Neonatal cholestatic conditions requiring surgical reconstruction

Semin Liver Dis. 1987 May;7(2):134-54. doi: 10.1055/s-2008-1040572.


Obstructive jaundice in infancy and childhood can arise from a variety of causes. Recognition of the importance of persistent jaundice beyond 2 weeks of age in the infant or elevation of the conjugated bilirubin more than 2 mg/dl will allow the timely evaluation of neonates with possible biliary atresia prior to the development of irreversible hepatic damage. Episodes of intermittent jaundice or persistent conjugated hyperbilirubinemia should be investigated at any age to exclude obstructive lesions of the extrahepatic biliary tract. In all cases, a rapid but carefully coordinated evaluation can be undertaken by a pediatric gastroenterology and surgical team, allowing optimum economy of effort and preservation of hepatic function. In nearly all cases with obstructive lesions of the extrahepatic biliary tree, satisfactory hepatic function can be preserved through appropriate surgical intervention. Results with biliary atresia continue to improve but are dependent on early diagnosis and treatment. In cases in which hepatic function deteriorates and hepatic failure becomes inevitable, orthotopic hepatic transplantation can be lifesaving and should be undertaken prior to the onset of irreversible hepatic decompensation. Although the terminology may be somewhat confusing and its etiology uncertain, the entity of choledochal cysts, taken within the context of its modern classification, accurately describes a group of cystic anomalies of the extrahepatic (and intrahepatic) biliary tree, which have many common features. The vast majority can be expeditiously dealt with by surgical excision and hepaticoenteral reconstruction. Two particular associations with choledochal cysts are important to note. When it occurs with infancy, choledochal cysts can be difficult to diagnose, but very important to define and treat expeditiously in order to prevent serious impairment of hepatic function. In all patients, but particularly in adults, the risk of associated carcinoma necessitates extremely careful definition of the biliary tree and urges one to advocate complete excision of the cyst at initial operation.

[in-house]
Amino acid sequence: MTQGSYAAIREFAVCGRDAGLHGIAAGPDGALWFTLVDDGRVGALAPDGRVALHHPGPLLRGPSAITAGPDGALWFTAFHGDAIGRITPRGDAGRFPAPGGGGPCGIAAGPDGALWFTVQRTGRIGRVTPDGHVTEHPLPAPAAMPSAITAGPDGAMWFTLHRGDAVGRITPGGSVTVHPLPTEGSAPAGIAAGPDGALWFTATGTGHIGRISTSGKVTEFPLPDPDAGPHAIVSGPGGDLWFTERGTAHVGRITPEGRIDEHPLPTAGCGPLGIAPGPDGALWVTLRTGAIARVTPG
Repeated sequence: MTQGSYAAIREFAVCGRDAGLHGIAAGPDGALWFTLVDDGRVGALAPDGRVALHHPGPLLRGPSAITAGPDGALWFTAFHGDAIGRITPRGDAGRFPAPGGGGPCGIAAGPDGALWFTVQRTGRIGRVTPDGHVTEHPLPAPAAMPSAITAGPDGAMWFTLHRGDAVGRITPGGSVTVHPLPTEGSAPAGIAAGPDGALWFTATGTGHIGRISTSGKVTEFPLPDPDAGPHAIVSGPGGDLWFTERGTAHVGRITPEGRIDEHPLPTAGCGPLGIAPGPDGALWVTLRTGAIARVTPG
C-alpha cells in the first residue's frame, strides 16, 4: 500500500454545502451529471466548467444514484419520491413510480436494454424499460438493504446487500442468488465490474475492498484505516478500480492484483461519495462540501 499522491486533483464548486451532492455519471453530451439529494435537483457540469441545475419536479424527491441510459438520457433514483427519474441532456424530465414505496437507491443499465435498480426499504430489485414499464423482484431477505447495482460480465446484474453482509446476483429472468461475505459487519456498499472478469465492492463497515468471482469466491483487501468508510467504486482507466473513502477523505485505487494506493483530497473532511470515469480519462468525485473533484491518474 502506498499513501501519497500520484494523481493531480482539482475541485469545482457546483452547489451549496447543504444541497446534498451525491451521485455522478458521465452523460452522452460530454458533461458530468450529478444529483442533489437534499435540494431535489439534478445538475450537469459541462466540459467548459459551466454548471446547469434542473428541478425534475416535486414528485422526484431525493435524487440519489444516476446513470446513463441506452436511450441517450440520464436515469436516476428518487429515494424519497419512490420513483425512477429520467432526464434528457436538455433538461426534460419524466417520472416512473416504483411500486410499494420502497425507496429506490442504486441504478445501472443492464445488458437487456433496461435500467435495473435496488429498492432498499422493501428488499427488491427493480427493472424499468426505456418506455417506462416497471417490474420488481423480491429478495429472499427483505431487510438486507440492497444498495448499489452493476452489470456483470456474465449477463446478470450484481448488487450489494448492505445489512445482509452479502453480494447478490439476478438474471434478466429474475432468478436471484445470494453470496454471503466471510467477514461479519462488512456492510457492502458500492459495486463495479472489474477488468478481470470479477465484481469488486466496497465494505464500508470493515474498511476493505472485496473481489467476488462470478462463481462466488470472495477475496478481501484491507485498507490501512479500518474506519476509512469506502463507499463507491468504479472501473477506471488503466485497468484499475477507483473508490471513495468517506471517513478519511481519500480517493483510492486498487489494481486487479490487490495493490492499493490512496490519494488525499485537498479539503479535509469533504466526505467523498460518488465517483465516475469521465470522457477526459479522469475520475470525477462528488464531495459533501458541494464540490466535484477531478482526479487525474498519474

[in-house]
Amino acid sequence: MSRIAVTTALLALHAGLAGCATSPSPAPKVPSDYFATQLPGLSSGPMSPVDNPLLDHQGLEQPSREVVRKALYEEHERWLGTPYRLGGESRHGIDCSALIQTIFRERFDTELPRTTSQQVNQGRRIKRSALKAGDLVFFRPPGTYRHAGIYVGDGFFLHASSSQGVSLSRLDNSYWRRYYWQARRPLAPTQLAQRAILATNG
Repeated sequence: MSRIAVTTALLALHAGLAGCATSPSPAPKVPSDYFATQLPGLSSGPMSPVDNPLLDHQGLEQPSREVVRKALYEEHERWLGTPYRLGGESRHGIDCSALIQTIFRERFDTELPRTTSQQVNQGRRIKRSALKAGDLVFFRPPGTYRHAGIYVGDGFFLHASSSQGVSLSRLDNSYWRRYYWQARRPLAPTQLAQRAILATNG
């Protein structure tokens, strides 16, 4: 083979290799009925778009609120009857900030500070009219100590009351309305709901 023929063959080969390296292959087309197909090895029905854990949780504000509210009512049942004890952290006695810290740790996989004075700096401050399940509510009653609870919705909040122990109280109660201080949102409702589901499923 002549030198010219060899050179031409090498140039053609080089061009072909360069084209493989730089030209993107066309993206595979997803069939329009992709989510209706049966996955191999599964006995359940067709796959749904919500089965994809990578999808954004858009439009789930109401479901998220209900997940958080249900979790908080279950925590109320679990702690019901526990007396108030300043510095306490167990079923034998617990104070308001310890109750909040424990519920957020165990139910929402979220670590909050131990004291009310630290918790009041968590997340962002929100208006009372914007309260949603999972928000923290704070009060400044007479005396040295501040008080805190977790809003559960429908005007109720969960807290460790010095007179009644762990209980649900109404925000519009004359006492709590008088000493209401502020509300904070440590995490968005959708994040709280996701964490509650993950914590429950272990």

Publication types

  • Review

MeSH terms

  • Bile Ducts / pathology
  • Biliary Atresia / surgery*
  • Cholangitis / etiology
  • Common Bile Duct Diseases / surgery*
  • Cysts / surgery*
  • Humans
  • Hypertension, Portal / etiology
  • Infant, Newborn
  • Jaundice, Neonatal / surgery*
  • Liver Transplantation
  • Portal System / surgery
  • Postoperative Complications / etiology
  • Reoperation